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Fabric Detail

Oh Yeah!

Virtual Only Workshop

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"Does My Center Square Look Fat In This?"

Pattern:  "Oh Yeah!"
Exquisitely quilted by Elizabeth Swan

70 x 70

"Oh Yeah!" is one of the best optical illusion quilts I've ever designed.  It's two colors, all of the blocks are the same size, no curves,'s NOT paper pieced.  I found a computer generated image and deconstructed it so that this mind-blowing illusion  could be made into a quilt.  Its construction is very similar to one of the first quilts I ever made which was strip pieced.  And don't worry about getting dizzy, that only happens when the construction is complete and you take 3 steps back:)

Bring to Class:


  • Your pre-cut fabric strips and left-over yardage.  We'll be cutting more strips in class.

  • Sewing machine, thread, pins and bobbin

  • Rotary cutter (with a fresh blade)

  • Ruler for cutting strips

  • Cutting mat large enough to cut strips of fabric

  • Pencil or pen and paper for taking notes.  There'll be lots of notes:)  

Let's Talk Fabric


What makes this pattern work so well?  Contrasting fabrics.  And how many different fabrics?  Only two.  I find that a dark and a light fabric, even in the same color family work the best.  And blenders do the trick.  Any fabrics that read as solids from a short distance (and no, not from a galloping horse) work well.  You definitely want to avoid large prints, directional fabrics and fabrics that are too close in color value.  Also, sometimes a really "bright" fabric can interfere with the illusion.  But in the end, the choice is yours.  

It's also best if your fabric has "body".  If it's been pre-washed or doesn't have a lot of dye or sizing, it's best to starch it first.  Your seams will be crisper, flatter and you fabric will sew straighter.  I use a mist bottle with liquid starch and water.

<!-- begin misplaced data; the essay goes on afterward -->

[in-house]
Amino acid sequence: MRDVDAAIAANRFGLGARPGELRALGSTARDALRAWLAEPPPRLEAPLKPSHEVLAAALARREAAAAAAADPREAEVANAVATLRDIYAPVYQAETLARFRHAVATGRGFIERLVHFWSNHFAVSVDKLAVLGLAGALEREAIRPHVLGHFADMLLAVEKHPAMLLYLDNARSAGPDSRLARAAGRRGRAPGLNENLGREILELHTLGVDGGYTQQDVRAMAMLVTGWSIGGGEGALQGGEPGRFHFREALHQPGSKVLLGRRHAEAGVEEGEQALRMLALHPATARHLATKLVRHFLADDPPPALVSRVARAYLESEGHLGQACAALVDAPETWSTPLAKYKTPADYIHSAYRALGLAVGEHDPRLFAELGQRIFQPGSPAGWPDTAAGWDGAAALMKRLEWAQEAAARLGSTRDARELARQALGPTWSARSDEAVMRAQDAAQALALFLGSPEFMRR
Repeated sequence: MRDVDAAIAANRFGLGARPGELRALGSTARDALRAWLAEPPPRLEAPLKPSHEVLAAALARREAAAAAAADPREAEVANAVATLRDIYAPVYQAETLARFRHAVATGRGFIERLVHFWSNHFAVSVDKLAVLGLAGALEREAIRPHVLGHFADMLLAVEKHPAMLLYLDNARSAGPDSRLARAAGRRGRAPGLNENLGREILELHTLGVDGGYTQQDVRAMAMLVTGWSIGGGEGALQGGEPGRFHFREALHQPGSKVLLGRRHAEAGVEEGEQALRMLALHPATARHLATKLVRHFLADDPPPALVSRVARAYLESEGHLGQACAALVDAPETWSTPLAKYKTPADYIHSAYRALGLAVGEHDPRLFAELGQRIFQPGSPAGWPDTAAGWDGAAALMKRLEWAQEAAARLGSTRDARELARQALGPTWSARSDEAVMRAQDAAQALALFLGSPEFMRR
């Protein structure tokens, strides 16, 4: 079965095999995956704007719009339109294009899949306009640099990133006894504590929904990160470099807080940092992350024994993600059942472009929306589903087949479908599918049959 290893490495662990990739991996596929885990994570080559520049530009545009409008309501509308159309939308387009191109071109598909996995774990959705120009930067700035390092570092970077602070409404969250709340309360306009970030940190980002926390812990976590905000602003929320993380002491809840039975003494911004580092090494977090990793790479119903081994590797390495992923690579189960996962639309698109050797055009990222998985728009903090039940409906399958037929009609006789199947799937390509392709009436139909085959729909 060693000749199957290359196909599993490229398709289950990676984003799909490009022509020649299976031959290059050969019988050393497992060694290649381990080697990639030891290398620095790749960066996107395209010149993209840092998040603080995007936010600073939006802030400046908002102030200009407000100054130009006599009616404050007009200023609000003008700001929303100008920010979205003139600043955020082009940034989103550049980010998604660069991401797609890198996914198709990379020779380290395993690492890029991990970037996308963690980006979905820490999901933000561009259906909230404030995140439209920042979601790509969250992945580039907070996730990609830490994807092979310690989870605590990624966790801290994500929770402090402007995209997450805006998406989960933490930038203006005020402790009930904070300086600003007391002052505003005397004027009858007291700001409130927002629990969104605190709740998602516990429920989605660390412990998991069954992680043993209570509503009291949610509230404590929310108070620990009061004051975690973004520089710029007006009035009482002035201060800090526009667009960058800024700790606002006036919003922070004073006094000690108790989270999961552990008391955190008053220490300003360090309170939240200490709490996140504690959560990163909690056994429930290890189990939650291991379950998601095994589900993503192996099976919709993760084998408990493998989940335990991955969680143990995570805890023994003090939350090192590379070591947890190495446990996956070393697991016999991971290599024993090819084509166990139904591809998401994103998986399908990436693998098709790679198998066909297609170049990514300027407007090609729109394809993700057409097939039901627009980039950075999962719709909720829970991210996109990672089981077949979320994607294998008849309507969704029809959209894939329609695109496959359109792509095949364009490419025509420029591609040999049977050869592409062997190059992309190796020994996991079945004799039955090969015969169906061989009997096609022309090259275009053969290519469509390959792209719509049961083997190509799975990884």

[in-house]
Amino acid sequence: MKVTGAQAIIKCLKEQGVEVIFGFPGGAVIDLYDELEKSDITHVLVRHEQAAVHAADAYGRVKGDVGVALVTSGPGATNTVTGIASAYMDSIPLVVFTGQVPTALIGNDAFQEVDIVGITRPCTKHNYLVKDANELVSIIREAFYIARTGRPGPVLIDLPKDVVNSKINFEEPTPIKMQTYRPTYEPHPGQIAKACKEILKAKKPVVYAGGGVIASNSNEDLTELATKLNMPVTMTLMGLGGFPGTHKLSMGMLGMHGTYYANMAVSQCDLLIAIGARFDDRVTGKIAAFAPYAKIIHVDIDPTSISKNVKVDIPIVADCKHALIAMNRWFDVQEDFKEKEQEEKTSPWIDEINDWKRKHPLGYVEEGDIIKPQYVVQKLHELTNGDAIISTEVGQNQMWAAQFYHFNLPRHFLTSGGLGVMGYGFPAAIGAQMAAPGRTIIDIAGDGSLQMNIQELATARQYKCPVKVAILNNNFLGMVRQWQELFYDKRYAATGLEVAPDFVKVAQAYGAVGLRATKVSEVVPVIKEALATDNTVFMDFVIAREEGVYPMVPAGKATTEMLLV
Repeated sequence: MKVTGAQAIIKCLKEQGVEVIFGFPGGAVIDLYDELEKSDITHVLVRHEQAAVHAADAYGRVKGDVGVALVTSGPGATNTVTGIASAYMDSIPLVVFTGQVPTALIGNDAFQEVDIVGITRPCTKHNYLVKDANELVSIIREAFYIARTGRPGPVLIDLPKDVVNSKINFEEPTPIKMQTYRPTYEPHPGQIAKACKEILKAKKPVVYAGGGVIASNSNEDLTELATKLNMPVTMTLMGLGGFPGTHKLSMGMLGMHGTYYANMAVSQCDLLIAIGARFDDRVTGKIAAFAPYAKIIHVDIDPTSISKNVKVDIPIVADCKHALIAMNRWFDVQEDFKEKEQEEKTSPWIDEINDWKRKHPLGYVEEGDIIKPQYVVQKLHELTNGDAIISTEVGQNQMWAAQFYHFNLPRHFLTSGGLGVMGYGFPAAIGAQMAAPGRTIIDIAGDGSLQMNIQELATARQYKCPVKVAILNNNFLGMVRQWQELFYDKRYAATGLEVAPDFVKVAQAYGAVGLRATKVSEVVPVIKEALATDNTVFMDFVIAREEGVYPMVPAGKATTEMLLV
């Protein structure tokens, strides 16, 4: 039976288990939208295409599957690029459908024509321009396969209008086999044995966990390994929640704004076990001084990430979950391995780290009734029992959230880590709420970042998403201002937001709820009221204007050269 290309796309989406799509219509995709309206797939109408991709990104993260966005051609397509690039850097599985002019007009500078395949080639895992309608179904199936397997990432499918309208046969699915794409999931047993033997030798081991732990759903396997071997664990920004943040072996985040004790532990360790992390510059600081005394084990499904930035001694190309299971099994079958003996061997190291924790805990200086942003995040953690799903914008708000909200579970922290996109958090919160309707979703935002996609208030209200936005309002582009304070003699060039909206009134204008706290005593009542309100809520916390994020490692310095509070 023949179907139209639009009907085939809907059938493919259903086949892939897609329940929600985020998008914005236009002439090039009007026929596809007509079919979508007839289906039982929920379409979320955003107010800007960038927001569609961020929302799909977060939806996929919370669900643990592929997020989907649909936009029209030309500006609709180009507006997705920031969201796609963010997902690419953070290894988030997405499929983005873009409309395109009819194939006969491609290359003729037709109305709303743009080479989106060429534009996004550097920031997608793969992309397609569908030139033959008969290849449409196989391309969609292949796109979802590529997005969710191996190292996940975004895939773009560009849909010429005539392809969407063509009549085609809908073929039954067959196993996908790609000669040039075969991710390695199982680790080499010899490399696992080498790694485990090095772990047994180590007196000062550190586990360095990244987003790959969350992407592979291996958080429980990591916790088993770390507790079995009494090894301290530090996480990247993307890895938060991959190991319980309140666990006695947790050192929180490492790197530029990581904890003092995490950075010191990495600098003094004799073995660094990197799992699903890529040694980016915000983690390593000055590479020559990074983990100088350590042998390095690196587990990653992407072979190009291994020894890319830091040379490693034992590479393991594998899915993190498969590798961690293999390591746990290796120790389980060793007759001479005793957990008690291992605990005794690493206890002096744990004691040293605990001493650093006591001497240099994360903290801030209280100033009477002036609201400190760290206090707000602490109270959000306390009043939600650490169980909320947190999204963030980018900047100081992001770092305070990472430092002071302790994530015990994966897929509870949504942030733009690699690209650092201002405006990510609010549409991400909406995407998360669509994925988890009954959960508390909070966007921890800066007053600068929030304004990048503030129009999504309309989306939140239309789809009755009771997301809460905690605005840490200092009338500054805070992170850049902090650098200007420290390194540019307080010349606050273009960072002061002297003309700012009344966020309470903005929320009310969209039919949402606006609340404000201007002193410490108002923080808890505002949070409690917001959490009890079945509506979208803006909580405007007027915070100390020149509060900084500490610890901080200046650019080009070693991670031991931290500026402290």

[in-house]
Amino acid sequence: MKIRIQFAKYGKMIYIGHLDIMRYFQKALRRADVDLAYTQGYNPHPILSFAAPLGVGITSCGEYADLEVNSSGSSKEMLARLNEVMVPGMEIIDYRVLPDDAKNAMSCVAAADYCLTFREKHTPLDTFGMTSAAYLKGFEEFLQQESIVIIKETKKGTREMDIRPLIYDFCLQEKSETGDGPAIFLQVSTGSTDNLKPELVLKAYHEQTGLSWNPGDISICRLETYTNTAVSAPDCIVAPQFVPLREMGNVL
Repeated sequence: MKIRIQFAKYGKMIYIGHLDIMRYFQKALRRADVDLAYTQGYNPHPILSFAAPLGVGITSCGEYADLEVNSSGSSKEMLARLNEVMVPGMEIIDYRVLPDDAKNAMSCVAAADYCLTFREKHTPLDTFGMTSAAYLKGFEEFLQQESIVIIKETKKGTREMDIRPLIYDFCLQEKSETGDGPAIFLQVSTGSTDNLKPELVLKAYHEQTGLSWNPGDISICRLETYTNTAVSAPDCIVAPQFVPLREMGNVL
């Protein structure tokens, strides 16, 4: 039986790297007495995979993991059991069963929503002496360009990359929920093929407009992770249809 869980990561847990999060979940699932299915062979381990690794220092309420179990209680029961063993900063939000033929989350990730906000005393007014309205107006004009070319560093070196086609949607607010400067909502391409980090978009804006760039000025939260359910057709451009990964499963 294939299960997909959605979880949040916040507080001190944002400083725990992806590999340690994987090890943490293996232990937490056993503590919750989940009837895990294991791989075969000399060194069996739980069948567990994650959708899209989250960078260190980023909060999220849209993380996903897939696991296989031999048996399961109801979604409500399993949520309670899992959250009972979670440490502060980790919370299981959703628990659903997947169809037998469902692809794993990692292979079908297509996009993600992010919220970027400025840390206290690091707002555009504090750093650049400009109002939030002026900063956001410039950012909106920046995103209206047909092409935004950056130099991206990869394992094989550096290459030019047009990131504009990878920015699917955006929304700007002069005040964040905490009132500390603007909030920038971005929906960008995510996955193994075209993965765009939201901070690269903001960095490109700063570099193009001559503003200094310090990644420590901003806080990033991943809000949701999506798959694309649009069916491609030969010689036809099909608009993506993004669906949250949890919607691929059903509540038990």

For the class it might make sense to use fabrics you have on hand .  Since you're ultimately investing in 6 yards of fabric, you might want to see how the quilt is made before deciding on your fabric choices.  The cutting specs below are for the class, and below that, the full quilt.

The Ever-elusive 1/4" seam


If you don't want to trim your blocks to size after sewing, an accurate 1/4" seam allowance makes the construction of this quilt easier and quicker. So try your best to achieve an accurate 1/4" seam allowance.  The best way to do this is to take two 2-1/2" strips of fabric and start sewing them together.  Stop after about 6", finger press the seam open and flat and measure the sewn part of the strip.  It should measure 4-1/2".  If it doesn't, you'll need to either move your needle or landmark your machine and try again.  My machine is a straight stitch only machine.  My 1/4" foot doesn't give me the accuracy I need, so I use a seam guide.  However, fret not.  You can always trim your blocks to size after they are sewn

It's best if you test your 1/4" seam with the fabric, thread and needle you intend to use for your quilt.

Cutting Specs For Class...You Only Need to Cut



  • Four 1" Strips

  • Three 1-1/2" Strips

  • Two  2-1/2" Strips

  • Two 4" Strips



Cutting Specs For Full Quilt


If you're like me, you're going to want extra fabric just in case.  Using the yardages below should give you more than enough

  • Light Fabric 3-1/4 yards (includes a 1" inner border) 

  • Dark Fabric 4 yards (includes a 5" outer border)


All strips are cut WOF or selvage to selvage, and assume at least 42" of useable fabric.

How Many Strips Do I Need?

Total Number of Strips to Cut
For the Blocks and Strip Sets

For the Borders

How the Strips Are Used

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